Once a seed took root, the plant would evolve into a completely new species, or several, all of which came to be “endemic,” or found exclusively on the island. Any defenses the plant’s predecessors may have had—thorns, or poison, or repellent scents—were completely dropped. No large mammals or other potential predators made the journey from mainland to the remote island chain. From the plant’s perspective, there was no reason to spend energy on defenses when there were no predators to fend off. So stinging nettles no longer stung. Mint lost its mint oil. Scientists ominously refer to this process as species becoming “naive.”

The same was true for animals like birds and insects when they began to arrive. Famously, when a species of duck made it to the Hawaiian islands, it evolved to drop the concept of flying altogether. Its wings became little nubs. After all, there were no large mammals around to fly away from. The bird grew very large; “gigantism” is an evolutionary phenomena common to islands. Predictably, this huge, flightless duck, known as the “mao-nalo,” went extinct once humans showed up, likely finding them an easy-to-catch source of meat.

Fatal naiveté

When plants are allowed to evolve without fear, they get really, really specific. Take the Hibiscadelphus, for example. Found only in Hawaii, members of this genus of plant have flowers custom-shaped to fit the hooked beak of the honeycreeper, the specific bird that pollinates them. “They’re extremely rare. There were only about seven species described ever, and six were already extinct when I found a new one,” says Perlman. He published the discovery in 2014—it was his 50th new plant species discovery.

Almost 15% of the plants of Hawaii evolved to have separate male and female populations—a very high percentage, says Wood, compared to mainland plants. Under normal circumstances, that trait is good for island plants: it forces them to cross-pollinate, keeping the gene pool relatively diverse even if the population is small. But by “small,” evolutionary forces were probably thinking at least 200 individuals—not four or five. When you can count the number of individual plants on one hand, it’s almost certain that the few remaining males and females won’t be anywhere near each other. In those cases, Perlman and Wood painstakingly gather pollen from the males and bring it to the females.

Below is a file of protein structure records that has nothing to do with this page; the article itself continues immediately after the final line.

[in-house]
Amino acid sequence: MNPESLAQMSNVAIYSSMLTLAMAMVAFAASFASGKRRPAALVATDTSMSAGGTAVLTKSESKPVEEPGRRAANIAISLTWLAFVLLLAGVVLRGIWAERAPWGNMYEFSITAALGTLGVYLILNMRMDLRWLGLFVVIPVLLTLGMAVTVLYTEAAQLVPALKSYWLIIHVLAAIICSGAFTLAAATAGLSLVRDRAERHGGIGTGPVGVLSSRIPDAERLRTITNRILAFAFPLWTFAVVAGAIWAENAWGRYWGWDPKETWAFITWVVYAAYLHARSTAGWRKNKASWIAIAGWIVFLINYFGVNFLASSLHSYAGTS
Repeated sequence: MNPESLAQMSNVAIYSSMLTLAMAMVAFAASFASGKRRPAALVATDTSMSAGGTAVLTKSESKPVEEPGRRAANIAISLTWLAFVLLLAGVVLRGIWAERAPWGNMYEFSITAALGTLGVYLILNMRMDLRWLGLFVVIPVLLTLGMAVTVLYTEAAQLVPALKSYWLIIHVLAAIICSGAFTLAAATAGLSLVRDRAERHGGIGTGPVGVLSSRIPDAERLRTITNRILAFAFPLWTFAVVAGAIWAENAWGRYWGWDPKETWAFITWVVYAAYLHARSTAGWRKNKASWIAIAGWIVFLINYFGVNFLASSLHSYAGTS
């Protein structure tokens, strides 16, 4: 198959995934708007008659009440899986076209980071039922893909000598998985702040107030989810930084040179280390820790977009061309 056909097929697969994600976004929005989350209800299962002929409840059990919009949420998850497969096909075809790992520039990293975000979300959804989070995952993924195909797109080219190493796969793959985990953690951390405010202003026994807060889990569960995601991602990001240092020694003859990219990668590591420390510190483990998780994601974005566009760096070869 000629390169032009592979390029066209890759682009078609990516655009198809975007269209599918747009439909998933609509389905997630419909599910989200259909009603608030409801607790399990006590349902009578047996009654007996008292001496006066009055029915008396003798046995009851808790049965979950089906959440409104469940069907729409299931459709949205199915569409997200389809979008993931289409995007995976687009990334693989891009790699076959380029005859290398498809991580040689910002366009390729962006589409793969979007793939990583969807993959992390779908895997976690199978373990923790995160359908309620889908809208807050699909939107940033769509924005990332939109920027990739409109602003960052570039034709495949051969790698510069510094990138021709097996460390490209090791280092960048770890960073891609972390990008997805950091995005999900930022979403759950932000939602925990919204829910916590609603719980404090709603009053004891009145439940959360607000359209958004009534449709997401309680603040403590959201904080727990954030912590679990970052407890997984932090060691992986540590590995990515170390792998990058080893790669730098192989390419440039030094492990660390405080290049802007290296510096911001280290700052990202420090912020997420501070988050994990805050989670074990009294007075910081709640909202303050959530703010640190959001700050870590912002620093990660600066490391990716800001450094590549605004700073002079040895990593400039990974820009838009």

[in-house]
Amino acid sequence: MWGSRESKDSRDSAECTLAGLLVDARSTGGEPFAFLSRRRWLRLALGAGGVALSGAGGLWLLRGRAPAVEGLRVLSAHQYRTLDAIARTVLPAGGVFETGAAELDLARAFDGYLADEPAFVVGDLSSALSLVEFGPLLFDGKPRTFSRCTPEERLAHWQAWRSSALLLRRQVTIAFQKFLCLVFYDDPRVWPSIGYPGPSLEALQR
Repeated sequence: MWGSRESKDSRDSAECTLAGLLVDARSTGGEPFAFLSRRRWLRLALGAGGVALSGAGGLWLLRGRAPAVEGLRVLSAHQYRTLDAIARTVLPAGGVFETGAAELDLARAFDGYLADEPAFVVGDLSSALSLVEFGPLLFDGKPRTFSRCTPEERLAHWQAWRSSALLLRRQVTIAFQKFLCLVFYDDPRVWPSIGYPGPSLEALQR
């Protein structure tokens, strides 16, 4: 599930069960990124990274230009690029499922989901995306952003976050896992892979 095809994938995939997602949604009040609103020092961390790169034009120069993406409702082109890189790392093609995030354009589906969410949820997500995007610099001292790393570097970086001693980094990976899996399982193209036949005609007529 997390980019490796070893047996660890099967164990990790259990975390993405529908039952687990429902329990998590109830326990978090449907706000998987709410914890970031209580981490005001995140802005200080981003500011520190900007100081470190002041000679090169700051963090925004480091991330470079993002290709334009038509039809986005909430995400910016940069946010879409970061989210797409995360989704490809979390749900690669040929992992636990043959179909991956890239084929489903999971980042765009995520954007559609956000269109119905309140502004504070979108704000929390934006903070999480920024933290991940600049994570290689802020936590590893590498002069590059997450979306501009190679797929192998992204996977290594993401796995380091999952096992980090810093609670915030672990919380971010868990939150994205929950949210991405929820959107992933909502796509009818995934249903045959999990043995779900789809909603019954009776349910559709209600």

They have to time this just right—or at least try. There is no perfect math to predict what day an individual plant will decide to flower. “And often you need to dangle off helicopters to get to them,” Wood adds. So missing the mark by a day or two and arriving to a flower that is still closed can mean having leapt from a helicopter and rappelled off a cliff and possibly camped for a day or two for naught.

“That’s what Ken doesn’t like—he likes to go in and go out,” Perlman tells me later. He proudly points to a photo on his laptop screen. It shows him collecting seeds from the last-known member of the endemic fan palm species Pritchardia munroi. The palm was clinging to a slope 2,000 feet up in the air on the tiny Hawaiian island of Molokai. “I had to go there three times to get the seed when it’s ripe,” Perlman says.

by Zoë Schlanger, Quartz | Read more:
Image: Steve Perlman